2024 XC Bike & Equipment Thread

Are these safe for down country and is there a weight limit?

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My wheelset has a 100kg per wheel rating on them. I intend to use them when I go down country riding, but they are classified as XC wheels.

Also incase anyone wonders what a the Omega rim looks like it has a defined lip on it

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wondering how accurate this is

" * Max Jump Height: Rider Weight < 90Kg: 45cm ; Rider Weight > 90Kg: 35cm" those carbon spokes wouldn’t survive long, but at the same time they are supposed to be stronger than the CX

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Out of curiosity where are you seeing this information? I’m only able to find center tensile strength.

It’s on their carbon spoke page under specs tab

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I can’t tell much of difference, just left it in low. I did change the front fork to a 110, so it may be close to what the high setting would be.

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Thank you for sharing!

I would assume that the Sapim CX Ray falls under the same stress/loads as that then, and how I read that it is talking about (1) spoke vs a wheelset of spokes (maybe 2-3 are always in contact and taking the load?).

That is great information though!

Looking at the Sapim spec sheets they call for a tensile strength of 1600 N/mm2

I never know how much I can believe in those “jump” stuff, in the past I used to have a Yeti SB66 and the user manual said the bike wasn’t made/supposed to do jumps, last I saw that was a 160mm travel bike used in which Jared Graves won an Enduro World Series :smile:


Following up on this:

My Epic 8 is about to be finished (until FA arrives that is). Looking forward to never having to wrap a frame in ride wrap again. 0/10 would rather hike up a mountain pass with a loaded bike. White frame, black cats, hair and lint everywhere, toddler running around and wanting to help daddy clean the bike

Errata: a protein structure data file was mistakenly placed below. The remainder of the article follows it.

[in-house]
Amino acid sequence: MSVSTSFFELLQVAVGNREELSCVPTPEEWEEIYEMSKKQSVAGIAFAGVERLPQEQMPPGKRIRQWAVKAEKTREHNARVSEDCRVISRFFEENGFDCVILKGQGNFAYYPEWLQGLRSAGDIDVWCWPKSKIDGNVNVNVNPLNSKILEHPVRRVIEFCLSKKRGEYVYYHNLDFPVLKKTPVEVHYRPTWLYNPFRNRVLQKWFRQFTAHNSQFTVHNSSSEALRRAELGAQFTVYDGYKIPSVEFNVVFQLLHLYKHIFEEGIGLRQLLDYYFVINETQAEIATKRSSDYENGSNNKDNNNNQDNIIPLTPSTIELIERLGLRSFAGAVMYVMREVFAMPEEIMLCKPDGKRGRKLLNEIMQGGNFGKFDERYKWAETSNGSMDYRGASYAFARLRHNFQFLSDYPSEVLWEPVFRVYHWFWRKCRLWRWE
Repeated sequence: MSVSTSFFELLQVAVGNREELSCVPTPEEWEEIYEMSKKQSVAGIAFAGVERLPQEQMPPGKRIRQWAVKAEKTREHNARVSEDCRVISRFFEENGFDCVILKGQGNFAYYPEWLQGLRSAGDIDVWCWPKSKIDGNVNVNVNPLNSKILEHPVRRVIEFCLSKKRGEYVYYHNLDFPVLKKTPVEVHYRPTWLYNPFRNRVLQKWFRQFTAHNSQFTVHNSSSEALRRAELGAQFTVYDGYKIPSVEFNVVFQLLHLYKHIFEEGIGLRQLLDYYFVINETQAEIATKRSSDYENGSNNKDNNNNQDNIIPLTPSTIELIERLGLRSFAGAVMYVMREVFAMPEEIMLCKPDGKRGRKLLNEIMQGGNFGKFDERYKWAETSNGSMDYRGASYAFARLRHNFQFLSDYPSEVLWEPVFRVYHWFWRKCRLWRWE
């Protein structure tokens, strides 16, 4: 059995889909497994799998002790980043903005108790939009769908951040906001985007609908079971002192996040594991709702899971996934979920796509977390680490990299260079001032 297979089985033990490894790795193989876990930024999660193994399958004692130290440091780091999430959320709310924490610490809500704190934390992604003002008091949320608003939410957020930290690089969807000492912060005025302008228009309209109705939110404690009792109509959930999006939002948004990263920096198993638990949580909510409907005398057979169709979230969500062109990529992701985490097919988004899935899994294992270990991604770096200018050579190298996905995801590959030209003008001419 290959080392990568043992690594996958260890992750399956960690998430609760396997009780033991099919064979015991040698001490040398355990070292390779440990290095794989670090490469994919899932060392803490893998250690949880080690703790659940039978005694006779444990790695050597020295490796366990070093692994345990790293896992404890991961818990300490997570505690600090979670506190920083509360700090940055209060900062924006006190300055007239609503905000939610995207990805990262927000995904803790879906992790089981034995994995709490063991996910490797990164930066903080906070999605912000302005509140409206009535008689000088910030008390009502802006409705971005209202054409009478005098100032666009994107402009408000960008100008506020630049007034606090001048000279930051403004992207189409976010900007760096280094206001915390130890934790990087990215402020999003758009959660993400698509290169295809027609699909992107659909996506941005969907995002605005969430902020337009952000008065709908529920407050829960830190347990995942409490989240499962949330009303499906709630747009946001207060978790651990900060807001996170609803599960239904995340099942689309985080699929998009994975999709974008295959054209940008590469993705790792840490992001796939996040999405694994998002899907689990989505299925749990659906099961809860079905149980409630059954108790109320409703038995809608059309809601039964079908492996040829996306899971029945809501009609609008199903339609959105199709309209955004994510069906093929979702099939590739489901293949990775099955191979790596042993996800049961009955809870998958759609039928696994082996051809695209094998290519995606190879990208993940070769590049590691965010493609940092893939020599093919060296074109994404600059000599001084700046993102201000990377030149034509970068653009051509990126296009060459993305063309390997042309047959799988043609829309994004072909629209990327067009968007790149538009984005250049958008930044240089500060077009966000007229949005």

In need of an extended ride after this project is wrapped up


Anyone ever used a D232 ONE Carbon dropper? Any reviews?

They’re no longer the lightest dropper, and it’s only 60mm, but they seem pretty simple in design.

Found a secondhand one cheap.

You’ve convinced me, I am 100% finding and paying a shop to do the frame I have coming in :rofl:


I assume it isn’t as bad if the bike isn’t built up and worked on already. And also, if you have a non-white S-works. And if you don’t have kids. And no cats. And a lot of patience :sweat_smile:

Ride wrap didn’t have the Epic 8 when I bought my bike and I built it up without any frame protection. Only ordered the whole frame protection set when I saw Jonathans S-works with ride wrap.

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I did it once and I’ll gladly pay for someone else to do it. A shop charged me out the ass for my last wrap and i’ll still take it over doing it myself.


Is it just the bike specific tailored protection installs that are the pain? or are the covered or essential protection wraps that cover much smaller percentage of the bike still a faff to get on?

Highly doubt they’ll ever do a tailored protection option for my bike (not popular enough) so the lesser coverage ones would be my only option. RideWrap does have an install location close by me in Golden though so I could have them do it directly if that’s still worth it.

I’ve never bothered with it before, but you all got me thinking and I looked closely at my old bike, a 2019 Oiz, and man is that frame covered in paint scratches.

i can only speak for me but the aligning wasn’t my biggest issue. That’s pretty straight forward imho. I have a white frame and you can see every bubble, every tiny piece of lint or dust and that’s what was driving me crazy. Sometimes the bubbles won’t go away and I had to redo some pieces a couple of times, essentially taking 20-30min for some pieces to finally be acceptably accurate.

I think if you have an afternoon for yourself, some good music for vibes and a beer or cbd it’ll be fine.


ha - so never gonna happen for me. I have a 2 and 5 year old, 2 dogs, and a wife who tolerates my riding but isn’t a fan of me spending the time I’m not riding doing more bike projects.

Now I’m just debating if it’s still worth having RideWrap due one of the reduced coverage options or if I should just rawdog it like my previous bike and live with the consequences.


I‘d say do the chainstays (outside) and the top tube and go ride. It’s probably not worth the hassle and I wouldn’t do it a second time tbh…


The front suspension maintenance is much easier with the fork removed from the bike. What kind of arrangements do you use to hold the bearings and handlebar while doing the maintenance? I know that at least Park Tool has a dummy fork/steerer tube for this, but I wonder if there are any other options.

I have a cut-off piece from a fork that I cut to length. I clamp the stem on this piece of tube and put it in the headtube to prevent the handlebars from dangling around.
For the bearings, I always remove and clean/check the bearings and regrease before reinstalling, so they get removed when the fork goes out.

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That is a good idea. I am sure I have some pieces of steerer tube left somewhere, will try this next.